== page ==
Professor Paul J. Moughan, Distinguished Professor, Massey University (Presentation)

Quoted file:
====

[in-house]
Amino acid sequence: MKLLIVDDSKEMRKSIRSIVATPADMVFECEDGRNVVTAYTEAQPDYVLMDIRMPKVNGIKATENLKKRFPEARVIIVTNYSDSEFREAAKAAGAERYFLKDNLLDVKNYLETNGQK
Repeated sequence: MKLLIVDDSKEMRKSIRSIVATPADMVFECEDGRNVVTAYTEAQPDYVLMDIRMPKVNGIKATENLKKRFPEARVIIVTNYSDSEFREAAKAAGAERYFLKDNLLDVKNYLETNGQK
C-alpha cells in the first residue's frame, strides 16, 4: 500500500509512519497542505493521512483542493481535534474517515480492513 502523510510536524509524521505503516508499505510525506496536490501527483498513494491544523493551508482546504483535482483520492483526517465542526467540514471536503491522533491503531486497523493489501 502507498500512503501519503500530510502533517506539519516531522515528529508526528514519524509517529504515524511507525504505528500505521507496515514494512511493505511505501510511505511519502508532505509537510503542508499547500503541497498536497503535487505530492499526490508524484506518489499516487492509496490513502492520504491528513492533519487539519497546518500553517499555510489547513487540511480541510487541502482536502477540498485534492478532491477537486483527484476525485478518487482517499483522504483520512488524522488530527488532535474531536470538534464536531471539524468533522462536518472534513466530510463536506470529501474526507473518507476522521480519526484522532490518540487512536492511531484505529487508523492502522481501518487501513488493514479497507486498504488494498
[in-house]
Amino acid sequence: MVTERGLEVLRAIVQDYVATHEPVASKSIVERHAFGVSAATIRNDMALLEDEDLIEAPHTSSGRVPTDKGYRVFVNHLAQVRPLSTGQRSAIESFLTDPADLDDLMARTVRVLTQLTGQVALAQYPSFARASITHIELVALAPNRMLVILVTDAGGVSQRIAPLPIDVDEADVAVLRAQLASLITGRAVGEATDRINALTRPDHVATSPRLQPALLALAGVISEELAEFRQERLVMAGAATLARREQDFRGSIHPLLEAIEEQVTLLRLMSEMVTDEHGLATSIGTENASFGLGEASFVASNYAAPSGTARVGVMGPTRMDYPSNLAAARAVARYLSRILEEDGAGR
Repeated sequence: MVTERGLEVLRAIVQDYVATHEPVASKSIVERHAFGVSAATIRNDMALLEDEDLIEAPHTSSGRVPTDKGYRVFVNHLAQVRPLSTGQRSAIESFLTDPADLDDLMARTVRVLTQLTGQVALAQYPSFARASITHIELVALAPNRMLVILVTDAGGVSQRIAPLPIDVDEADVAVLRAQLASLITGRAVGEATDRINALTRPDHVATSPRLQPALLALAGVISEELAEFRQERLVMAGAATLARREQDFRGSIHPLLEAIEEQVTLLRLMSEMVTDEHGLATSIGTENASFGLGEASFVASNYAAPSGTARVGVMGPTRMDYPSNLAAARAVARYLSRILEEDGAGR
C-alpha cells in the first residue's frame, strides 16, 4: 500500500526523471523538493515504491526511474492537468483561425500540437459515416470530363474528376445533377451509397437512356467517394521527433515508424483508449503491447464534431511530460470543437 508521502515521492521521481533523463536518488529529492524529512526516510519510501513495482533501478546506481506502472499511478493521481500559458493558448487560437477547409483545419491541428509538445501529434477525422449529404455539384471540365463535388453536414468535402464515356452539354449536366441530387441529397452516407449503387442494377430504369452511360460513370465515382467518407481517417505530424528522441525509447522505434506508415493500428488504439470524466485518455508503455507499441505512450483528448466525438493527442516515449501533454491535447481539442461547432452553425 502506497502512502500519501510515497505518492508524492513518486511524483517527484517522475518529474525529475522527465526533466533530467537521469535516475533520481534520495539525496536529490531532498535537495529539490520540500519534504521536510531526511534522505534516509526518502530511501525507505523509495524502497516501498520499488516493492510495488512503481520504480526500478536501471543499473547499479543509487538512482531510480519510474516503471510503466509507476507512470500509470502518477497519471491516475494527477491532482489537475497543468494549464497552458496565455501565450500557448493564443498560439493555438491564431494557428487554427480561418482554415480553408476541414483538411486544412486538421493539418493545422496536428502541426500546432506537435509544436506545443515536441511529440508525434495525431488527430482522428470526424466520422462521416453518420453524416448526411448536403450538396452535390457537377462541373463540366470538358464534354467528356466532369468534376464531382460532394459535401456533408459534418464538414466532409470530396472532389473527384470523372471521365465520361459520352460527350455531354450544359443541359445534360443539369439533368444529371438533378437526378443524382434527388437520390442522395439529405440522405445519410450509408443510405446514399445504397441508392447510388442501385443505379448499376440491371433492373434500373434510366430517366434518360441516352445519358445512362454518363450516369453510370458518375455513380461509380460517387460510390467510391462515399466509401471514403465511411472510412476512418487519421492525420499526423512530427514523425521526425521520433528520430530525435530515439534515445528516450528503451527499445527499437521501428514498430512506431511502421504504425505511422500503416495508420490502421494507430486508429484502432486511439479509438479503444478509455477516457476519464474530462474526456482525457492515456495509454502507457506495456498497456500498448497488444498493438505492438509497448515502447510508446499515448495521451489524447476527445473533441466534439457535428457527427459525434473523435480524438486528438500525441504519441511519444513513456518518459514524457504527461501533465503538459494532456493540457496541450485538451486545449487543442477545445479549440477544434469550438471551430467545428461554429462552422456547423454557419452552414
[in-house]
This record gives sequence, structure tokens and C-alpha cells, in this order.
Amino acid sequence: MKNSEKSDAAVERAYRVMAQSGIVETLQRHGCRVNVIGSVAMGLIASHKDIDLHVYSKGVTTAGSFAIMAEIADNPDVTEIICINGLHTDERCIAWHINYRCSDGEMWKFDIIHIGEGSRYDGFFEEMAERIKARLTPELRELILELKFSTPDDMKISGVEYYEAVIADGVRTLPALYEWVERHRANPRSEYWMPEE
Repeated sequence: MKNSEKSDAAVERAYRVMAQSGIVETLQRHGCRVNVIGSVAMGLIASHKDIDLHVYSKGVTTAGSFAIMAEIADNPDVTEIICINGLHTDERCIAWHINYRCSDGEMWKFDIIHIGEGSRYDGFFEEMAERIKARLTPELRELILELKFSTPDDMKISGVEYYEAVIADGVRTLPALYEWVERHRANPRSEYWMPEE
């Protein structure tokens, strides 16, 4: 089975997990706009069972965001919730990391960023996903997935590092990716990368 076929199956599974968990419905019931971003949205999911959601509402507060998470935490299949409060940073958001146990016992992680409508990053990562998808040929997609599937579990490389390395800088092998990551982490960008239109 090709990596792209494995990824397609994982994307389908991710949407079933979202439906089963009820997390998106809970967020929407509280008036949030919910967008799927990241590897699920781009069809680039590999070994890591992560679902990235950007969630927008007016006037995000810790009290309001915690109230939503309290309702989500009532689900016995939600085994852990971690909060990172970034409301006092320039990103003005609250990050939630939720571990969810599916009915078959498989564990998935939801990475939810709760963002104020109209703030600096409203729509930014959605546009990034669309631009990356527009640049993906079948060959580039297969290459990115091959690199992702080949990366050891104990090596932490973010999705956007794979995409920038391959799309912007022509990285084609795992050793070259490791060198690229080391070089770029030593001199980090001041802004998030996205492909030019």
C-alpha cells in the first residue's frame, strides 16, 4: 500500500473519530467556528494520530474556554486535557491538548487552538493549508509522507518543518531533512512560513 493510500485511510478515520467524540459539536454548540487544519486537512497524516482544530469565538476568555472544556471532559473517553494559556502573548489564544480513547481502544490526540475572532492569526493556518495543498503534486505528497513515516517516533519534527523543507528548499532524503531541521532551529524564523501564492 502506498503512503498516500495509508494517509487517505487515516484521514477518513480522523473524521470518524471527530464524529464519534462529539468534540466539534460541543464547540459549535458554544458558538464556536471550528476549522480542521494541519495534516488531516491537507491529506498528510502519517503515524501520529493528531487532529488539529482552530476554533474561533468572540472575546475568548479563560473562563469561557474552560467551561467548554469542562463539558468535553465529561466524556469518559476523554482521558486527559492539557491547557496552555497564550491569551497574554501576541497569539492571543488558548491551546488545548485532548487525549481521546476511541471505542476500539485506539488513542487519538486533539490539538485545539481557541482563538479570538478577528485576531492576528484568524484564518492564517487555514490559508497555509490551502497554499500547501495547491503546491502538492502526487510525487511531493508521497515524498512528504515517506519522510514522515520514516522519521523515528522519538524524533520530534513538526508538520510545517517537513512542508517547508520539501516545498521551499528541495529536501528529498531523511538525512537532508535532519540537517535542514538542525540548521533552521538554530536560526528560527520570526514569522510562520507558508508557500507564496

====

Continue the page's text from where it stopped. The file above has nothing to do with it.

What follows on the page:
The world's population is growing rapidly such that by 2050 it is estimated that the world will need to produce 70% more food than it does today. Much of the growth in population numbers will occur in developing nations and it is also expected that with accompanying economic growth in these countries there will be a burgeoning middle class. As the middle class expands there is an increased relative demand for high protein foods such as eggs, fish, meat and dairy. This trend augments other trends that point to an escalating future demand for food proteins. Already, however, close to 800 million humans suffer from protein/ energy malnutrition, so the challenge to adequately feed the world's population will be formidable. It appears that there is sufficient cultivable land available to meet the increased demand, but agricultural productivity will need to increase and food wastage will need to decline. Education, research and extension in the agricultural, environmental and food sciences will be vital and centre-stage. The ability to use all food nutrients, but especially protein, wisely will become critical. Global Food Security will be discussed in the context of future population growth in Asia and the Pacific.